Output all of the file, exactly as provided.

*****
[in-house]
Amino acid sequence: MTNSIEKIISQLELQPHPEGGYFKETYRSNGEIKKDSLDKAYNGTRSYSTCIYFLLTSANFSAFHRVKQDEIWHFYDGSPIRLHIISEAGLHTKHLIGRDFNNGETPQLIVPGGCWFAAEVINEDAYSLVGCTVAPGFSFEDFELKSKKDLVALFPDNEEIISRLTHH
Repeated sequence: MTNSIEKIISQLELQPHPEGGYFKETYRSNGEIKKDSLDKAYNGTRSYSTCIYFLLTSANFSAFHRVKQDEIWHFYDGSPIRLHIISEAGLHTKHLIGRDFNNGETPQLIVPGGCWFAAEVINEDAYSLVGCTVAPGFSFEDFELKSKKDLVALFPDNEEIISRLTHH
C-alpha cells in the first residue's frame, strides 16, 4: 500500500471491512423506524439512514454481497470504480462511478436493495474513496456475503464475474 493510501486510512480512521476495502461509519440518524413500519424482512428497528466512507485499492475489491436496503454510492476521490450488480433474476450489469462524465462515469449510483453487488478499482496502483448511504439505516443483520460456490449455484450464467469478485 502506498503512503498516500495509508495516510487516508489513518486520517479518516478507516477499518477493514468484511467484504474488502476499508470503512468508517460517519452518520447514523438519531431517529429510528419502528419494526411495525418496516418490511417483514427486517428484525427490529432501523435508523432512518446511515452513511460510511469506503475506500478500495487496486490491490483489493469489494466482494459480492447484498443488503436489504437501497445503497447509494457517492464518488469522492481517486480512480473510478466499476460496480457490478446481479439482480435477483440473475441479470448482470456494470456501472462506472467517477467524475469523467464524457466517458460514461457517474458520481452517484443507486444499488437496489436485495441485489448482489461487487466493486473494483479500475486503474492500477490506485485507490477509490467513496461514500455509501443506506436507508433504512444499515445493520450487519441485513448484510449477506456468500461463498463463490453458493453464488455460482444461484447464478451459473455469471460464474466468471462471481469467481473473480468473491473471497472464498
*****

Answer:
[in-house]
Amino acid sequence: MTNSIEKIISQLELQPHPEGGYFKETYRSNGEIKKDSLDKAYNGTRSYSTCIYFLLTSANFSAFHRVKQDEIWHFYDGSPIRLHIISEAGLHTKHLIGRDFNNGETPQLIVPGGCWFAAEVINEDAYSLVGCTVAPGFSFEDFELKSKKDLVALFPDNEEIISRLTHH
Repeated sequence: MTNSIEKIISQLELQPHPEGGYFKETYRSNGEIKKDSLDKAYNGTRSYSTCIYFLLTSANFSAFHRVKQDEIWHFYDGSPIRLHIISEAGLHTKHLIGRDFNNGETPQLIVPGGCWFAAEVINEDAYSLVGCTVAPGFSFEDFELKSKKDLVALFPDNEEIISRLTHH
C-alpha cells in the first residue's frame, strides 16, 4: 500500500471491512423506524439512514454481497470504480462511478436493495474513496456475503464475474 493510501486510512480512521476495502461509519440518524413500519424482512428497528466512507485499492475489491436496503454510492476521490450488480433474476450489469462524465462515469449510483453487488478499482496502483448511504439505516443483520460456490449455484450464467469478485 502506498503512503498516500495509508495516510487516508489513518486520517479518516478507516477499518477493514468484511467484504474488502476499508470503512468508517460517519452518520447514523438519531431517529429510528419502528419494526411495525418496516418490511417483514427486517428484525427490529432501523435508523432512518446511515452513511460510511469506503475506500478500495487496486490491490483489493469489494466482494459480492447484498443488503436489504437501497445503497447509494457517492464518488469522492481517486480512480473510478466499476460496480457490478446481479439482480435477483440473475441479470448482470456494470456501472462506472467517477467524475469523467464524457466517458460514461457517474458520481452517484443507486444499488437496489436485495441485489448482489461487487466493486473494483479500475486503474492500477490506485485507490477509490467513496461514500455509501443506506436507508433504512444499515445493520450487519441485513448484510449477506456468500461463498463463490453458493453464488455460482444461484447464478451459473455469471460464474466468471462471481469467481473473480468473491473471497472464498